If you would like something even bigger (146 square meters/1,571 square feet) and more luxurious, this four-bedroom, two-bathroom, furnished villa for sale for 395,000 euros might appeal. It’s a detached property, with a pool, on a complex of residences that share an entrance to the development. The basement, leading to the garden, has two bedrooms and could be reconfigured as a small independent apartment. The property is a short walk (300 meters) to a sandy beach, and Kounoupidiana is a 5-minute drive away.
Increasing the budget to 495,000 euros opens the portfolio of properties up to include some high-end developments, including this 200-square-meter (2,152-square-foot) villa with four en suite double bedrooms. The villa is part of a four-property complex in the tiny hamlet of Tersanas (with one taverna), overlooking the bay and beach. Each has a private garden, swimming pool, garden area with lawn, extensive sundeck area, and shares a tennis court. Sold with all appliances, wardrobes, fireplace, solar heating, air conditioner, and more.
So, there you have six properties that could provide a home, an investment, and the vehicle for an EU residency permit on an island that’s easy to access, has fascinating ancient and natural history, and provides a good quality of living at a low price.
For Overseas Property Alert
I was intrigued by your article on Crete. For investing 250,000 euros, one can get permanent residence without actually having to live there. The question is how long would one have to wait with permanent residency to get citizenship?
My understanding and reading around the subject of citizenship (official government sites in English) suggest that a period of about 12 years’ residency may be required before citizenship can be applied for, and that the length of the application process varies from year to year and may take between three and five years.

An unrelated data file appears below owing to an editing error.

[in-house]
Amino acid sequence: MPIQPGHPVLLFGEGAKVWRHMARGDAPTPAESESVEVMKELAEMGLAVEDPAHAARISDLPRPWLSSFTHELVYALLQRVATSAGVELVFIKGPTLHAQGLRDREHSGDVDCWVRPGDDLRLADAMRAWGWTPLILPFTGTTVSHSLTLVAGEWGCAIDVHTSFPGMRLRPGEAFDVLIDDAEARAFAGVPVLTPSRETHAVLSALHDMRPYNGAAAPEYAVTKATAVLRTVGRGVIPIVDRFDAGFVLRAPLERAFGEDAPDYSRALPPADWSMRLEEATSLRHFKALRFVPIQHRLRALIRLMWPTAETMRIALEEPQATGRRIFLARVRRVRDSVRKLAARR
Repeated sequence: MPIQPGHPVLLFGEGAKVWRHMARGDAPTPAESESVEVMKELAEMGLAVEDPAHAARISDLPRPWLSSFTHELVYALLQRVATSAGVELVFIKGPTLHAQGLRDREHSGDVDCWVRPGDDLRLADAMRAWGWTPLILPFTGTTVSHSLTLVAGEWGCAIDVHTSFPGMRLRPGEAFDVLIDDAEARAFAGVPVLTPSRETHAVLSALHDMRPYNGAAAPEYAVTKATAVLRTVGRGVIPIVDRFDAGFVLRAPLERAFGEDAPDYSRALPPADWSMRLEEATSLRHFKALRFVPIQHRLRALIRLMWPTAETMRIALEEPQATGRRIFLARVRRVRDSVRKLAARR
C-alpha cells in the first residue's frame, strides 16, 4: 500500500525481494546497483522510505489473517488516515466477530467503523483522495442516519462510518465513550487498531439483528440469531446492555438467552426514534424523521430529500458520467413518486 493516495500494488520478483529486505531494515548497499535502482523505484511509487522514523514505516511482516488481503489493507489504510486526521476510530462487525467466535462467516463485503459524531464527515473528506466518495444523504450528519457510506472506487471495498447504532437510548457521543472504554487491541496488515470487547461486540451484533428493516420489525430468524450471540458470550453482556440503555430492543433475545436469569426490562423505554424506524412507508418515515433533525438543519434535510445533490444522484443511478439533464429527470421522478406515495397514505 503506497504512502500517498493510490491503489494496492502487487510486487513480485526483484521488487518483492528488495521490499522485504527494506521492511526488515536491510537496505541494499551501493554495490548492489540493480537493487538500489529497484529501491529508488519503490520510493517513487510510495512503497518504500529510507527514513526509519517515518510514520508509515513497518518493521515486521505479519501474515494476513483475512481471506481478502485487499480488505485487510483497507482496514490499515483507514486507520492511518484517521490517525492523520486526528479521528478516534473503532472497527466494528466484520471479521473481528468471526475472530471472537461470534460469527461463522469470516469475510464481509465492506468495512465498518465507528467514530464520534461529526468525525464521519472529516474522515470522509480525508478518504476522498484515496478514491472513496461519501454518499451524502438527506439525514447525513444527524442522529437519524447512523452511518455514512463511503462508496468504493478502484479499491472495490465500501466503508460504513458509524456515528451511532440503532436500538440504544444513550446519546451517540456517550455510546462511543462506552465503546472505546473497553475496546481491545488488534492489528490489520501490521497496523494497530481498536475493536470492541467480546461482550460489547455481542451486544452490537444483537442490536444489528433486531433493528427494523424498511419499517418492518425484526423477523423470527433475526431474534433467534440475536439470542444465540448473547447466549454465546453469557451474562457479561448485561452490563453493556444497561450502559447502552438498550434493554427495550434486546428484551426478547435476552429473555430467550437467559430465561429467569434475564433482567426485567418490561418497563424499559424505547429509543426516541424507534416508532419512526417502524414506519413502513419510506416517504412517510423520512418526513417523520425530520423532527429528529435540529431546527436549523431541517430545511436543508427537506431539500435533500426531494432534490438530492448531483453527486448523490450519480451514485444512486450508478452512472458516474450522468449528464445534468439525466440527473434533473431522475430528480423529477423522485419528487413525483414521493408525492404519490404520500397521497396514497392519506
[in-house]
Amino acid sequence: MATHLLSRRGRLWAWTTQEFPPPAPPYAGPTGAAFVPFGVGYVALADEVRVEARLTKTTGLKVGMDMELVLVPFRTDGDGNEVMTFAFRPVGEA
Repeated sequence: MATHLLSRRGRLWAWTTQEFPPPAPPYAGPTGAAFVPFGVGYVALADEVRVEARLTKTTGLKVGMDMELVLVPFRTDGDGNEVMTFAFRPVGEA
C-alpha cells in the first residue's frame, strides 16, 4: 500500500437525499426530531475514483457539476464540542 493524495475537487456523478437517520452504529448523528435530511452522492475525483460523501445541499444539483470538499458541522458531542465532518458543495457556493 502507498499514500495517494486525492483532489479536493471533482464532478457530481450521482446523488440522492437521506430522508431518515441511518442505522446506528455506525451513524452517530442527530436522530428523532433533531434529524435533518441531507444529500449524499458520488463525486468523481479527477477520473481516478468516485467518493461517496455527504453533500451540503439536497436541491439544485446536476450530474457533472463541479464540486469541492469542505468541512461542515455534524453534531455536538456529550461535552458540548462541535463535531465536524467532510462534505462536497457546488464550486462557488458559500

There are many conditions that have to be met before citizenship (not to be confused with residency) can be applied for. Visit the website of the Consulate General of the Unites States in Thessaloniki, Greece, where you will find a link to an abridged version of the Greek Citizenship Code.
Note: Once you hold Greek citizenship, and if you are between 19 and 45 years of age, you will be required to perform military service. The U.S. Consulate website, noted above, also addresses this issue.
If you buy a property in Crete which is under the 250,000 euros needed for residency, how long do you have to do work on the house and claim money to make up the difference and meet the 250,000 euros? What bills will qualify?
I have been told by real estate agents that you can take as long as you like working on a property, but you won’t be able to apply for the residency visa until you can prove that you have paid/spent the 250,000 euros. Most renovation and refurbishment costs qualify, you must simply keep all invoices as proof of the money spent. The details of exactly everything that could be included are not, as far as I’m aware, published.
1. How would you compare Portugal and Spain versus one another as a place to launch a soft retirement while working online?
2. I know the Algarve region is expat heavy (a good thing for me), which city in Spain has the most expats?
Thank you so much for your help,
I would say Portugal and Spain are fairly equal in terms of launching a soft retirement with an online business. Having said that, if you don’t speak either language, you’d probably want to be in an area where other English-speaking expats live, and in that case, in terms of cost of living, Portugal just wins.
Which Spanish city has the most expats? I’m going to assume you mean English-speaking expats… Based on information collected by the Instituto Nactional de Estatica (INE), the Valencian Community (Comunitat Valenciana) has the most British people living there, with Alicante the most popular city. Second would be the autonomous region of Andalusia and the city of Málaga. If you’re interested in island life, the Canary Islands of Las Palmas and Tenerife and Mallorca in the Balearic island group all having significant English-speaking populations. You would also be fine in the cities of Barcelona and Madrid, where many locals speak and understand English, you’d just have to work a bit harder to meet expats as they don’t tend to live in enclaves there as they do on the Costas.
If you live, and work online, more than 183 days in either country, you will be considered a tax resident there. Take a look at the European Union’s Europa website, which provides a basic income tax comparison of the two countries that might also help you decide.
Have a question? You can write to Lee (or Lucy) here.